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Published November 16, 2017

What’s better than star-crossed lovers? Star-crossed lesbian lovers, obviously. Romeo Is Not The Only Fruit takes your rom-com tropes and raises them to the point of satire as a Dead Lesbian chorus fight and sing their hardest to save the doomed lovers.

With a love of musical theatre and a strong desire to see more works for and by queer women of colour, Sasha Chong founded production company DisColourNation and developed the hilarious and biting musical comedy that is Romeo along with writer and director Jean Tong. After an initial run at the University of Melbourne, Romeo is now being produced at the fabulous Butterfly Club as part of the Poppy Seed Theatre Festival, a diverse exhibition of Melbourne’s emerging theatre makers. Sasha was kind enough to answer some questions about love, tropes and comedy for Popculture-y.

Three women surrounded by fruit

What’s the most exciting part of Romeo Is Not the Only Fruit?

Definitely being able to be involved in a fun, campy musical that not only includes queer women of colour, but actively celebrates and centres us while remaining very politically on point. It’s a super fun show to be a part of, but it’s also a very important one.

What was the most influential piece of queer literature/theatre/film/television for you?

Honestly it took me a really long time to actually see queer media that wasn’t just fan fiction. I just wasn’t exposed to it, and it just wasn’t being talked about. The first actively queer movie I watched was But I’m A Cheerleader, and I’ve been in love with it ever since.

This musical addresses the issue of the Dead Lesbian/Bury Your Gays trope. When did you first come across this trope? How did that effect you? 

I first came across the term in an Autostraddle article I read about a couple of years ago, but it really blew up in popular culture after Lexa’s death on The 100. The fact that she died so quickly after forming what looked like a promising relationship just goes to show how easily queer characters and storylines are sacrificed for dramatic effect. The history of the trope is a lot more dangerous as previously the only way queer characters could be shown in media was if they were punished in some way through the narrative (as if queer people are dangerous and needed to be put in their place). I often talk about the importance of representation, both in terms of race and queerness. When you hardly see yourself in media, the few times you do see people who look, or act, or sound like you suddenly become all you have. When this so often ends in death or unhappiness it becomes very difficult to see yourself as someone deserving of love or respect.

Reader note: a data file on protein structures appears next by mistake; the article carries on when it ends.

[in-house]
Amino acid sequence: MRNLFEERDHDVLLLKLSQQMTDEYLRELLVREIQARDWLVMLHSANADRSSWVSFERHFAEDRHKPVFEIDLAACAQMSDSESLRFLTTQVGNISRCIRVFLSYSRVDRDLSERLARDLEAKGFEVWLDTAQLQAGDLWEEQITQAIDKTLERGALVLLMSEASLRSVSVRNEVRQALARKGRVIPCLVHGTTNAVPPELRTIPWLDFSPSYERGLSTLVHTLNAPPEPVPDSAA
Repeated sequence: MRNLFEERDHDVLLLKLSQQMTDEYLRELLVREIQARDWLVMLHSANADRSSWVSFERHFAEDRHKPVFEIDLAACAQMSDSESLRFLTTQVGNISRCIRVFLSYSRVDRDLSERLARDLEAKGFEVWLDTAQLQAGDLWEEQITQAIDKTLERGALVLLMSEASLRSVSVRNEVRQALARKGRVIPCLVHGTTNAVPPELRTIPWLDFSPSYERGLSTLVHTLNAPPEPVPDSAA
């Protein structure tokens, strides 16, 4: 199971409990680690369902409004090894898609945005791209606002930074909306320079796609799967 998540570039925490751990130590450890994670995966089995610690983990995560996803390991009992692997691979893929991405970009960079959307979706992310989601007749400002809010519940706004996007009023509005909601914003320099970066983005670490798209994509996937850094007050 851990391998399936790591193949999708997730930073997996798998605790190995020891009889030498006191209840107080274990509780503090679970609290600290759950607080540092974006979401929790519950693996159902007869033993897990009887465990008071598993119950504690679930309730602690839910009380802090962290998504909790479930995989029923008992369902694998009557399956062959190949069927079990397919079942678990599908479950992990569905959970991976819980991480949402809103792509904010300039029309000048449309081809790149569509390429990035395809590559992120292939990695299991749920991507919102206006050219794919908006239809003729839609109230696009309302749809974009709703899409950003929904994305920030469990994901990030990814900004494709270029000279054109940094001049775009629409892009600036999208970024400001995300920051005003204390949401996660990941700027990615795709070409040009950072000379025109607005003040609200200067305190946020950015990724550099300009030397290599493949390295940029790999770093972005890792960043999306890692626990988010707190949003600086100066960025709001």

This trope points to another issue with a lot of queer media – it’s often quite depressing. What power do you think lies in comedy and satire?

I think comedy is an incredibly important tool to get people thinking. People are generally much more likely to listen to you if you make them laugh in some way, and I think (when done well) it can really bring a lot of important points to the fore. Seeing queer, interracial relationships in a comedy that doesn’t demean the characters is actually incredibly rare. Being able to see it and have fun with it (as opposed to making fun of it) is so heartwarming. I think Jean Tong (writer/director/lyricist) did a great job with the script, balancing the political and the comedic aspects perfectly.

The show opens on the same day that the results of the Same Sex Marriage Survey are announced. Any supports or celebrations planned? (Alternatively, if you’re answering this after opening night – what was that like? How was the atmosphere post-survey? How are you feeling?)

No matter the result, we were always going to put on the best show we can. We planned on being here for the queer community and we still are. Now we know that we got a YES result, we can dance and party the season away with joy, rather than anger. We knew we’d get support from our community, but the yes result made me so relieved to realised that the majority of the country supports us too.

What’s it like performing at the Butterfly Club?

It’s great, but also challenging. I love the venue, and it’s been a dream of mine to be able to perform a show there as soon as I first stepped through the doors back when it was in South Melbourne. The stage is set up for one person cabarets though, so it is definitely super interesting to navigate putting 5 people on a stage that’s barely 4m wide! That said, I think we manage it well. Once the piano is taken out, we actually have a lot more space to play with.

If you could perform in any Shakespearean play, what would it be, and in what role? Why?

The bear, as in “exit, pursued by a bear”. 

Romeo aside, what’s the best queer representation you’ve seen in the media lately?

Honestly it would have to be Steven Universe, which is surprising for a show that’s on Cartoon Network. It just unapologetically celebrates queerness and queer relationships in such a wholesome yet completely complex way. I’ve yet to see anything like it that doesn’t feel pandering, and the fact that it’s made for children gives me so much joy.

 

 

Romeo Is Not The Only Fruit is on at the Butterfly Club from 14 – 26 November. Tickets range between $22 – $35 and are available from the Poppy Seed Theatre Festival Website. There is also a relaxed performance on 22 November with less stimulus, quieter sound and the house lights on.

 

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